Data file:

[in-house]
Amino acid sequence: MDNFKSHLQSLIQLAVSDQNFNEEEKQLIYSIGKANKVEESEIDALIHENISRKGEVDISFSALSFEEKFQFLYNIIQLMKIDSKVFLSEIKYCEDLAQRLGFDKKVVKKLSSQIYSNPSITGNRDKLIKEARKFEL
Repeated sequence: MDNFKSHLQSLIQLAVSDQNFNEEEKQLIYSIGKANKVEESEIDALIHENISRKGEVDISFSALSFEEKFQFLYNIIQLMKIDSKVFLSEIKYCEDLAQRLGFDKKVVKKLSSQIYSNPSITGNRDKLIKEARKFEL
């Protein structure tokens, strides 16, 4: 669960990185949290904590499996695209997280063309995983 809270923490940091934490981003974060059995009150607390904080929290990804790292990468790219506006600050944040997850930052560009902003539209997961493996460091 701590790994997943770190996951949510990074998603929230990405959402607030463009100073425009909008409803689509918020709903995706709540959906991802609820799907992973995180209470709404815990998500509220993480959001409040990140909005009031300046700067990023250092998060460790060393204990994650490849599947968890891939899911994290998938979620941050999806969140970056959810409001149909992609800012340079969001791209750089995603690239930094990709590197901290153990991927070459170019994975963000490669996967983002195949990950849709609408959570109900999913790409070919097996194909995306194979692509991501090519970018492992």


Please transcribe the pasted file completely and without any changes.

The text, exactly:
[in-house]
Amino acid sequence: MDNFKSHLQSLIQLAVSDQNFNEEEKQLIYSIGKANKVEESEIDALIHENISRKGEVDISFSALSFEEKFQFLYNIIQLMKIDSKVFLSEIKYCEDLAQRLGFDKKVVKKLSSQIYSNPSITGNRDKLIKEARKFEL
Repeated sequence: MDNFKSHLQSLIQLAVSDQNFNEEEKQLIYSIGKANKVEESEIDALIHENISRKGEVDISFSALSFEEKFQFLYNIIQLMKIDSKVFLSEIKYCEDLAQRLGFDKKVVKKLSSQIYSNPSITGNRDKLIKEARKFEL
């Protein structure tokens, strides 16, 4: 669960990185949290904590499996695209997280063309995983 809270923490940091934490981003974060059995009150607390904080929290990804790292990468790219506006600050944040997850930052560009902003539209997961493996460091 701590790994997943770190996951949510990074998603929230990405959402607030463009100073425009909008409803689509918020709903995706709540959906991802609820799907992973995180209470709404815990998500509220993480959001409040990140909005009031300046700067990023250092998060460790060393204990994650490849599947968890891939899911994290998938979620941050999806969140970056959810409001149909992609800012340079969001791209750089995603690239930094990709590197901290153990991927070459170019994975963000490669996967983002195949990950849709609408959570109900999913790409070919097996194909995306194979692509991501090519970018492992």